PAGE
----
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Re: Why we are born to believe in God

Post by Spectrum » July 28th, 2018, 10:40 pm

Gordon975 wrote:
July 28th, 2018, 6:07 am
Spectrum Wrote:
The core of Buddhism do not allow for idol worship.
I’m sure you are right and that the Buda himself would not have seen himself as a God and his teachings I am sure would almost certainly reject a divine status for himself, however as the majority of his followers would (According to the arguments being expressed here) need to believe in God the Buda’s role in Buddhism would become divine and God like in their eyes.
Agree.

The majority of Buddhists [including even some monks] would need to believe in some higher ups other than any human being in various forms.
Buddhism recognizes this fundamental need cannot be eliminated immediately. Thus in practice Buddhism provide a graduated approach of different paths from kindergarten to PhD for people of various states of spiritual competences and inclinations.
Some will progress along the various stages but the majority of lay Buddhists will likely to pray to statues their whole life.
I have read the Quran many time [>30 to 50 times] in various approaches and have understood its central theme and ethos.
To read the Quran than many times is quite an achievement and one that I would be unable to emulate. However I have read the 4 books of the New Testament just once and marked the passages where Jesus is directly quoted, if you ignore the references to God within the resulting text (And there are not that many) the philosophy that emerges is (At least for me) the most inspiring available. I urge you and everyone to do the same, just do it once; it won’t take anywhere near as long as reading the whole Quran.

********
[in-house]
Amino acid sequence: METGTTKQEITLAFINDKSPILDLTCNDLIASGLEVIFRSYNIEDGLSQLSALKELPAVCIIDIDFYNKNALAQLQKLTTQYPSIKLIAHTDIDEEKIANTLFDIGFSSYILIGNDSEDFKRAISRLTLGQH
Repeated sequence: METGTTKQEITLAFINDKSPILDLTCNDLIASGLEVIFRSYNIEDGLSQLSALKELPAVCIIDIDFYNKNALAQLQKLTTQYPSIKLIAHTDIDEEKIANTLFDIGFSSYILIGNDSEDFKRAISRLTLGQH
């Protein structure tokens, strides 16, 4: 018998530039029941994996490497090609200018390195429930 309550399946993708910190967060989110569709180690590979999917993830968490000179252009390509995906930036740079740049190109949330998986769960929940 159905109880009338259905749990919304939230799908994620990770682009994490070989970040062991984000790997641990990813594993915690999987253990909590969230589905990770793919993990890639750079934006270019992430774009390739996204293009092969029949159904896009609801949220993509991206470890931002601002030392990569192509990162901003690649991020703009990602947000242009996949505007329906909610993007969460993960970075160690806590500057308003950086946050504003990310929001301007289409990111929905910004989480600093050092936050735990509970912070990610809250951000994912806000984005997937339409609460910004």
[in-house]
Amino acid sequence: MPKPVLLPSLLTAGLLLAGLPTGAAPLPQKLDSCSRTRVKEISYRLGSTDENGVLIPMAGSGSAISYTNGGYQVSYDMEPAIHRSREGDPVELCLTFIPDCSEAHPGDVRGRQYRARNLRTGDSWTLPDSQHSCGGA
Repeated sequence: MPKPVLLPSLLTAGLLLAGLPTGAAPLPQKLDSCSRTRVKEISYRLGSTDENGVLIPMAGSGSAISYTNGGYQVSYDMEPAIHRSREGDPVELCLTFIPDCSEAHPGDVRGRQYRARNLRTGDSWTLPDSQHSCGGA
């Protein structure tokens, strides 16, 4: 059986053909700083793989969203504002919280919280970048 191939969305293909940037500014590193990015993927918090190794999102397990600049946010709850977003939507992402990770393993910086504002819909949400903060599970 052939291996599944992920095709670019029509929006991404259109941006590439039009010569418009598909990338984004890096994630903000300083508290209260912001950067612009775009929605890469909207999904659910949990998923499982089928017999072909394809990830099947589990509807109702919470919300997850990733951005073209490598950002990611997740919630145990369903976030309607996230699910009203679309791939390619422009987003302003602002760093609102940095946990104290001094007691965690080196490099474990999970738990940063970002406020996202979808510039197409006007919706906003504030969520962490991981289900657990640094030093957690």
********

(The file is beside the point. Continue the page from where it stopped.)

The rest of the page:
I have read the Bible in details and analysis once long time ago.
Which 4 books of the NT are you referring to. I will take another look at it. Can you summarize the main points of that philosophy?
True but the problem is Islam insist the Quran is the verbatim immutable words of God, word for word in Arabic.
So we must convince Muslims their holy texts are not from God but rather I believe it was from a 'mad' person or group of 'mad' people.